As is usual with ALS, things are changing. I am going to have to redefine what a "bad arm day" is. Six months ago, a bad arm day meant pain in my arms, the inability to pick up a wine kit, difficulty reaching the second shelf in my cupboards. Today I am having a bad arm day, only now it means difficulty feeding myself, the inability to lift my arms away from my sides, and, as always, pain.

Brunch today was pancakes, the thin crepe style that I like with whipped cream and fresh fruit. Fresh fruit was absent today; I didn't pick any up at Safeway the other day. Instead, today I had whipped cream with plum jam and apricot and red pepper jelly. It was a tasty combination, at least that portion which I could lift to my mouth.

My arms were able to lift the fork only about halfway up my chest. I completed the task by leaning over towards the fork, then using my left hand to push the fork, which was held in my stronger right arm. This work for a bit, but then both arms became too tired to do anything at all.

So I switched approaches. First, I slid the plate onto a tray I had place on my lap. Then I leaned back in my wheelchair so the angle of approach from plate to mouth was substantially lessened. That way I could more slide my arm sideways rather than lift it up. I managed to complete the task of feeding myself in this manner.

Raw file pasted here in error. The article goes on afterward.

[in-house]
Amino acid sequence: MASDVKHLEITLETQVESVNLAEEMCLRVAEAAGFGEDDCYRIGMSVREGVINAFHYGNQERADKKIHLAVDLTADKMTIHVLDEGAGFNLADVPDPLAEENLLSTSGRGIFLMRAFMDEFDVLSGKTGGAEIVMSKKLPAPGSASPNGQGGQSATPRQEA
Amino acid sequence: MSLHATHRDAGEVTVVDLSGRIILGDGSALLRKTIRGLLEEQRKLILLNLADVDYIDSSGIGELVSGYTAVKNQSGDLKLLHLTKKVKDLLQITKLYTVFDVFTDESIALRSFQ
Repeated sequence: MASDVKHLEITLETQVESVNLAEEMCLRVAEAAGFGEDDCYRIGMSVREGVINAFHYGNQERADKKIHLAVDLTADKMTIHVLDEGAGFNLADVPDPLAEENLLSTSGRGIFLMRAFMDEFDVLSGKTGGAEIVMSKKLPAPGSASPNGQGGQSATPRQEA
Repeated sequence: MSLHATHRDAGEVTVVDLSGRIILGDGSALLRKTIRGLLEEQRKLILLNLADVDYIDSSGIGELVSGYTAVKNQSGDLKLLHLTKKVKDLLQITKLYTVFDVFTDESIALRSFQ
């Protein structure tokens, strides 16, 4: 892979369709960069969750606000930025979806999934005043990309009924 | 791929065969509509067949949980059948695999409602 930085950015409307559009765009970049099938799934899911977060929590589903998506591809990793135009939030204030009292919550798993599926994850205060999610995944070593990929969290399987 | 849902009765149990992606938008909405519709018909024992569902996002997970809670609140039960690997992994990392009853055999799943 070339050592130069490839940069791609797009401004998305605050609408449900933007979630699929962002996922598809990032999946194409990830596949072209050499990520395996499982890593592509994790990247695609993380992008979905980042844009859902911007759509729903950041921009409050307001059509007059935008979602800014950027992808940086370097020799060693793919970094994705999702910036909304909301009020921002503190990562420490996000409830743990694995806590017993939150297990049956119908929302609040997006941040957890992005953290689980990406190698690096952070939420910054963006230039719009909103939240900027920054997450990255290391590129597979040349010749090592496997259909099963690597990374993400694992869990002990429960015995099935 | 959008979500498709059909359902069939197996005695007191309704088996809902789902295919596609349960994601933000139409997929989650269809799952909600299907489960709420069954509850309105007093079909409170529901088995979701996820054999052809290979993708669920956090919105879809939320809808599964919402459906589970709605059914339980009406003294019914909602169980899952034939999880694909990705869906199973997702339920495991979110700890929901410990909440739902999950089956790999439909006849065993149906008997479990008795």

This is what a bad arm day looks like now; potential inability to feed myself without using alternate methods. When I said I would let things end naturally once I could no longer eat, this was not what I had in mind. I can still eat, happily and handily. I just can't get the food to my mouth consistently.

I just have to hope things get better as the day goes on. After all, I want my wine this evening.

Wednesday, 16 May 2018

Fear Of The Future

I was reading an article in The Washington Post online about O.J. Brigance, the once famous NFL player now struggling with ALS. Actually he's been struggling with it for 11 years, an unexpected life span with such a voracious illness. The article made much of his 11 year survival. Yet if you look at his picture you will see that he has both a feeding tube as well as a breathing apparatus. With this kind of technology, along with his tremendous support network, that longevity is not necessarily surprising. Consider Stephen Hawking.

This is one of the difficult questions I face. I love life. I love being alive. Beyond ALS, I am surprisingly happy in my life, busy, active. I have people in and out almost daily. My HCA's are, for the most part, tremendously positive and supporting of me. Life is good.

Then there comes the living challenge of ALS. I am losing my arm strength. Soon I will not be able to feed myself; I will need someone to feed me. After that I will lose my ability to chew my own food; I will need a feeding tube to stay alive. Finally my diaphragm will fail; I will need an external breathing device along with having to have a tracheostomy.